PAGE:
38 kHz IR communications tutorial

Learning about how infrared remote controls work is a great way to expand your electronics knowledge. That’s because this technology is invisible to our eye, and happening faster than we can comprehend without help from test equipment. This tutorial over at Pyroelectro talks about the theory behind how the data is transferred and shows you how to build a couple of circuits to experiment with and communicate through infrared light transmissions.

Instead of going with an IR receiver module you’ll build your own using a photo-transistor and an operational amplifier. The Opamp is used to amplify and invert the signal picked up from the IR transmission of a common home entertainment remote control. From there the digital signal is read by a PIC 18F452 microcontroller for processing. But if you want to use a different microcontroller there’s still more than enough usable information to get you across the finish line.

Comments

  1. Stryker says:

    THis is wonderful, I’ve been trying to figure out how this stuff works… (I mean I know the basics and all but I don’t have an oscilloscope [and I'm too cheap to get one] so I’ve been somewhat stumped.)

  2. andres says:

    @stryker

    FIND AN OSCILLOSCOPE! i waited years to get mine and if there is one tool i would kill to keep it would be my scope. comes in handy every day.

  3. izzy84075 says:

    That’s certainly one way to decode remote control signals. I’d have poked around with it until I figured out the actual protocol being used, but for this purpose it works.

    I’ve been working with two-way communications, though, so I actually have to worry about the protocol involved. This is a good starter project, though, other than the PIC, I think. Last I checked, PIC programmers were either expensive or annoyingly difficult to use.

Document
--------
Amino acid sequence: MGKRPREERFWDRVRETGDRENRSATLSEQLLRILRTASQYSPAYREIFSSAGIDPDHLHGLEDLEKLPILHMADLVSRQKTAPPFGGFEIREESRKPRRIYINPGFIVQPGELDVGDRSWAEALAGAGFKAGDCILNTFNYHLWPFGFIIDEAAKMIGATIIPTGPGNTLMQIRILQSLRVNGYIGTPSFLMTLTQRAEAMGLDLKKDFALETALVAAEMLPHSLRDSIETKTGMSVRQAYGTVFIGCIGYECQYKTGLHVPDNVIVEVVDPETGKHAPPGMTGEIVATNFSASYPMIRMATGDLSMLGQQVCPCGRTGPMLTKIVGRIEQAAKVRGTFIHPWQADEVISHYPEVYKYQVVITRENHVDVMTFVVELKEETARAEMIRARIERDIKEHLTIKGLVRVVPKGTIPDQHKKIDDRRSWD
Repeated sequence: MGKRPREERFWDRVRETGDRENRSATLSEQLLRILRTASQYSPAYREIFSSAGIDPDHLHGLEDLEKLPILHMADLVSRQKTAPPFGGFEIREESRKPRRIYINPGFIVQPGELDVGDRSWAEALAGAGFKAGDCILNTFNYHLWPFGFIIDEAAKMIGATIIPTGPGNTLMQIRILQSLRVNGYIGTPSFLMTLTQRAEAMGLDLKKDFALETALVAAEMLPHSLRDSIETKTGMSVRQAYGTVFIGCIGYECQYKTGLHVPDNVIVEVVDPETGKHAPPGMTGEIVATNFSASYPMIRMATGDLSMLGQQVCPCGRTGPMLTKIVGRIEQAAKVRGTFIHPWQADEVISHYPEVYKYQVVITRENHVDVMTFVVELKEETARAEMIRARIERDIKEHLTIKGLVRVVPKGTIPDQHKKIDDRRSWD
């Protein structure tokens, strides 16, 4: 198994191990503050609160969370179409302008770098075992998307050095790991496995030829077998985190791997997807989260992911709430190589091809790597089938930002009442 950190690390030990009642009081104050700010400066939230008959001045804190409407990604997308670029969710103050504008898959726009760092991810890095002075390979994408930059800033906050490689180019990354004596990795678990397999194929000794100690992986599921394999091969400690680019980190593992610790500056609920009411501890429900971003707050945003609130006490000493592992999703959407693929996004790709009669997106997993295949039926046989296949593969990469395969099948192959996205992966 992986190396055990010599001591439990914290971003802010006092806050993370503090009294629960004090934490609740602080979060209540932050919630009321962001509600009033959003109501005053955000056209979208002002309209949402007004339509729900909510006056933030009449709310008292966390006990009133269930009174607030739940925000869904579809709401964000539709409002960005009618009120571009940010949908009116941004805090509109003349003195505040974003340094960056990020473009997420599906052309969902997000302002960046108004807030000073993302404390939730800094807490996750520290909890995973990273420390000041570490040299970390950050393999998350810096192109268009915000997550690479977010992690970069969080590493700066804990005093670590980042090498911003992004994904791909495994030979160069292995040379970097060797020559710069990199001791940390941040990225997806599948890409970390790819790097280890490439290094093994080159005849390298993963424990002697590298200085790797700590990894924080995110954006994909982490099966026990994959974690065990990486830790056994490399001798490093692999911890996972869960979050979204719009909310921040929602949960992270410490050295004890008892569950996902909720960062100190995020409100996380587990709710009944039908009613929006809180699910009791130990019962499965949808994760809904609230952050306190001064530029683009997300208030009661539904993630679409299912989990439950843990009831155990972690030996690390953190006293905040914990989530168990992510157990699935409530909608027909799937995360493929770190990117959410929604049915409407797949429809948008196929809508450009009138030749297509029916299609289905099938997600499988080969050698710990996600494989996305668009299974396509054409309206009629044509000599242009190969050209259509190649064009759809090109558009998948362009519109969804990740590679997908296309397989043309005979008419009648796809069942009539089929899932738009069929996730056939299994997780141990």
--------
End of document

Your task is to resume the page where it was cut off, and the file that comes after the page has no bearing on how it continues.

4. Sprite_tm says:

    Hmm, the setup is kinda fail. Integrated devices (like the venerable TSOPxxxx-series) use a bandpass-filter to get only the light intensity at 38KHz. This schematic will have massive problems when either a light source shines directly into it or something like a TL-tube is above it: because the 100Hz-signal it emits will mix with the 38KHz signal, the PIC won’t be able to discern between the two.

  5. fartface says:

    “I don’t have an oscilloscope [and I'm too cheap to get one]”

    Living in a cardboard box must suck. Last Oscilloscope I bought cost me $35.00 WITH a new probe. How do you get internet access living on the streets like you do?

    Oscopes are CHEAP, buy used, you dont need a 2ghz 8 trace color scope. a 5mhz old single trace is more than enough for 90% of what tinkerers do.

    • Nick says:

      I agree. I got a 20mhz dual trace from a school for free. They were getting rid of their old equipment for newer stuff. Later I buckled and got myself a rigol dso1052.

      I love my o’scopes.

  6. fartface says:

    Easier way to mess with IR remotes. get frisking IR remote receivers and it eliminates 90% of the parts, IR in, digital signal out. in a $0.29 part.